If the thought of taking on Oil & Gas lobbyist by yourself in order to protect the health and safety of your family has you ready to throwing up your hands and run screaming in the other direction, take heart. Kari Matsko continues, “In Ohio, we’ve made some progress, and that’s reason for hope. Citizens can work together to educate each other on the on the impacts of drilling in our communities. And building stronger communities, which is always a good idea, will ultimately give control back to local citizens.”
Are stronger communities the answer? In November 2012, voters in Broadview Heights, Ohio came together in record numbers to vote to adopt a Community Bill of Rights that would ban corporations from conducting new gas and oil drilling and related activities in their city. The law also asserts the fundamental rights of residents to clean air and water. Similar amendments have also been adopted by voters in other Ohio communities including Mansfield and Yellow Springs. Can communities in Portage County create similar results? Only time will tell. But we’ve got to take the first step — Education.
So here’s your opportunity to learn more and get involved. On Saturday, December 1, Concerned Citizens Ohio/Shalersville will host four speakers from four different localities to talk about their experiences with fracking and deep drilling and the actual impacts on their lives. Presenters include Kari Matsko of Lake County, who became an ‘accidental activist’ while researching the detrimental effects to her own health from drilling in her community in 2006. Over the years, she has become State of Ohio State Review Team member, the National Coordinator of an internet-based mapping of oil and gas development for MIT, and is a leader of the People’s Oil and Gas Collaborative – Ohio.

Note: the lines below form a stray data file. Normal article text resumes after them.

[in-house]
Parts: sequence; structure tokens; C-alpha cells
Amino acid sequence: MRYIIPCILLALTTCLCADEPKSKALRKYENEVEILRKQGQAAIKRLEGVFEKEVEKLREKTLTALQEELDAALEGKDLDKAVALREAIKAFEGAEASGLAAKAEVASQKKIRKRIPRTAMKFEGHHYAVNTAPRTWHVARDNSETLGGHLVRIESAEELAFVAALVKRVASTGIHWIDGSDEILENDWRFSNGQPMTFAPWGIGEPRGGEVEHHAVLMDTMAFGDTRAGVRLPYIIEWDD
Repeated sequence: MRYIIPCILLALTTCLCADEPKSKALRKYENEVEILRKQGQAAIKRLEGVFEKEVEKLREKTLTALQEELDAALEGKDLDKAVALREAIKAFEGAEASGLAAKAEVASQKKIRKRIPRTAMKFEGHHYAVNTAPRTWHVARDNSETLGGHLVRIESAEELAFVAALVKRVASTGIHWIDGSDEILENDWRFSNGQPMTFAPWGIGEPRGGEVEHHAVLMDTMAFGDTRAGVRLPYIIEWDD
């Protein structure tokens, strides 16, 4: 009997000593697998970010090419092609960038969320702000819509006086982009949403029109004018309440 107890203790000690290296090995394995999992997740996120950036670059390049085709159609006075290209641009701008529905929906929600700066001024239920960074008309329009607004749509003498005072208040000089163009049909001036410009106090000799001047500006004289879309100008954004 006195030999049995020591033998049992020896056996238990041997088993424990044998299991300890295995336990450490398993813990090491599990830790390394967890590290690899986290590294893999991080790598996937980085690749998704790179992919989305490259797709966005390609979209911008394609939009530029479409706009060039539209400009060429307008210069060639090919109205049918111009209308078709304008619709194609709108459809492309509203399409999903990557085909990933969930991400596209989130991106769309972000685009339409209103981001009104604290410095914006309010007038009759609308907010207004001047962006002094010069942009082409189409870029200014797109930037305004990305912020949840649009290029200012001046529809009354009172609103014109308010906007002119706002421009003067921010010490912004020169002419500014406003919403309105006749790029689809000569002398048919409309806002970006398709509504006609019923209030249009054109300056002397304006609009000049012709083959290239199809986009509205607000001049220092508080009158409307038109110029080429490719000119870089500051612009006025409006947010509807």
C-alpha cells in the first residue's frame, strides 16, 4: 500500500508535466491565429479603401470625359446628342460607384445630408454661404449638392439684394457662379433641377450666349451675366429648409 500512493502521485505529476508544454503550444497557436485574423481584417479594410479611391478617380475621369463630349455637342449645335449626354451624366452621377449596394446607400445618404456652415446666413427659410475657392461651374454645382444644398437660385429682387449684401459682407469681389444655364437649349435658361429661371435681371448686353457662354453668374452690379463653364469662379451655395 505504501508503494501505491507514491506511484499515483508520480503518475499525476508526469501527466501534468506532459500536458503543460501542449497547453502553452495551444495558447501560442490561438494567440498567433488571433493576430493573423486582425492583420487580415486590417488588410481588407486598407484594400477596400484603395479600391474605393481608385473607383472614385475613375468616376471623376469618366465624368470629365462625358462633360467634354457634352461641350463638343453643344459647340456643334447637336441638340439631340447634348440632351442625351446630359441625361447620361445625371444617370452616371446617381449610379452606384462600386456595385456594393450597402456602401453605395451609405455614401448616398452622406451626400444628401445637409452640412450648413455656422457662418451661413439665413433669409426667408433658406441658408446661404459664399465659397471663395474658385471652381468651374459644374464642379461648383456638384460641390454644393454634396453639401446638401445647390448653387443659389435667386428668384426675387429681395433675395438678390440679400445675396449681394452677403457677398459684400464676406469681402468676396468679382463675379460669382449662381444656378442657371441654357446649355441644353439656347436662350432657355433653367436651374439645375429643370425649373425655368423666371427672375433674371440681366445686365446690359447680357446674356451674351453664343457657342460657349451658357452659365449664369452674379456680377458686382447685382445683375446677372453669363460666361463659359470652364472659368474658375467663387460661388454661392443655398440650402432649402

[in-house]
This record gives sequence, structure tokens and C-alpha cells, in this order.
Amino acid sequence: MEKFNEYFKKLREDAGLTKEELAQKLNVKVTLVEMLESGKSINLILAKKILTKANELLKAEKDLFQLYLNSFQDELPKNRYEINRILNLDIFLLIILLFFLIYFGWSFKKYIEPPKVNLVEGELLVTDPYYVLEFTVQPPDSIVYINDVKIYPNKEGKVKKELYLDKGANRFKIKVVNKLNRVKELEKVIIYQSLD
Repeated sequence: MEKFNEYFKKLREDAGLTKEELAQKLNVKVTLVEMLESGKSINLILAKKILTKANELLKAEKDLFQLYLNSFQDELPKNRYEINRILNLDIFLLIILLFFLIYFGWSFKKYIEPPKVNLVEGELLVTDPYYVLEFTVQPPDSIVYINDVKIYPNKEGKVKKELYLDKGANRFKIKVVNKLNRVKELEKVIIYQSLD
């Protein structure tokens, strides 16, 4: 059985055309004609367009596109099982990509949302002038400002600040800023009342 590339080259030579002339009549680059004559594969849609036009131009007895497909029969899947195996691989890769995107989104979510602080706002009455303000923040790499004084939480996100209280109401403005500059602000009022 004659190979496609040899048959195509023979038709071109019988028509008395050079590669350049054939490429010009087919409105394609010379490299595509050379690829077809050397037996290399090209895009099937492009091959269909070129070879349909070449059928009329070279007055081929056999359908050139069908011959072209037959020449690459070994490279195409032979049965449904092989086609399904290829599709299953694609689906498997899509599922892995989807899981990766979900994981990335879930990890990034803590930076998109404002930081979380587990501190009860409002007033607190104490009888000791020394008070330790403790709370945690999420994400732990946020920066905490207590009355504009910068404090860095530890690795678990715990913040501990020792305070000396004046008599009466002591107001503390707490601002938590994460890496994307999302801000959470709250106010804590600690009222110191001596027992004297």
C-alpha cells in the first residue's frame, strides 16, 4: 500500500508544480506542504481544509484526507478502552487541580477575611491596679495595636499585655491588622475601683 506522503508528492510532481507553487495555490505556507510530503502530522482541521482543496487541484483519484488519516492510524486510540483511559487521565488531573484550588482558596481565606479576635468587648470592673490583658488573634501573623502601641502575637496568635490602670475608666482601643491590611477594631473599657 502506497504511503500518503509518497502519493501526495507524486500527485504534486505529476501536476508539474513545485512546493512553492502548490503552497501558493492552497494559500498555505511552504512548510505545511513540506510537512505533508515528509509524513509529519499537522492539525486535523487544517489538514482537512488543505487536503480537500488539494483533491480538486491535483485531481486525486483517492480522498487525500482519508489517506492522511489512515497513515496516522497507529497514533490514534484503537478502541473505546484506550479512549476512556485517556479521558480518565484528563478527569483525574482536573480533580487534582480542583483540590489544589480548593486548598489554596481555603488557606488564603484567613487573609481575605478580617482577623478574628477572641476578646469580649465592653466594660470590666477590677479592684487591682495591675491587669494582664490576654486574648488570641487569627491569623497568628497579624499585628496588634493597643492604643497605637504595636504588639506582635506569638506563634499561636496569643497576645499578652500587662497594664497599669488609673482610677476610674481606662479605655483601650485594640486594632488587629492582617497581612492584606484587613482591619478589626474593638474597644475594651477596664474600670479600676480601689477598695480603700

Also speaking on Saturday will be Maria Payans of Pennsylvania. Payans helped form a nonprofit group in response to the tragic impact of drilling on her neighbors in rural areas of PA. She has committed her life to speaking out about what she has personally experienced and witnessed in the lives of others. She currently works with an environmental attorney in an attempt to remediate some of the problematic outcomes of drilling and the health issues that result.
In addition, Tracy McGary of Columbiana County will present personal experiences with seismic testing and the effect on her own water well and other wells in her rural area. She is the owner of a small petting zoo whose life has been turned into chaos by the gas and oil industry in her county. Her story depicts the problems that go unremediated and the outcomes in the lives of people who live right next door to Portage County.
Lastly, Paul Feezel, from the nonprofit Concerned Citizens of Carroll County, will be speaking. Feezel’s organization helps citizens deal with the impacts of fracking through water testing and information outreach. The group also works with local officials to help mitigate the more harmful consequences of drilling. Through his firsthand knowledge of living with the effects of drilling in his community, he presents a moderate, wise, practical approach to what we can expect to see happen in Portage County.
The free event will be held at the King of Glory Brethren in Christ Church, 1667 S.R. 303 in Streetsboro on Saturday, December 1 at 7:30 p.m. For more information, call Concerned Citizens Ohio/Shalersville at 330-472-8086.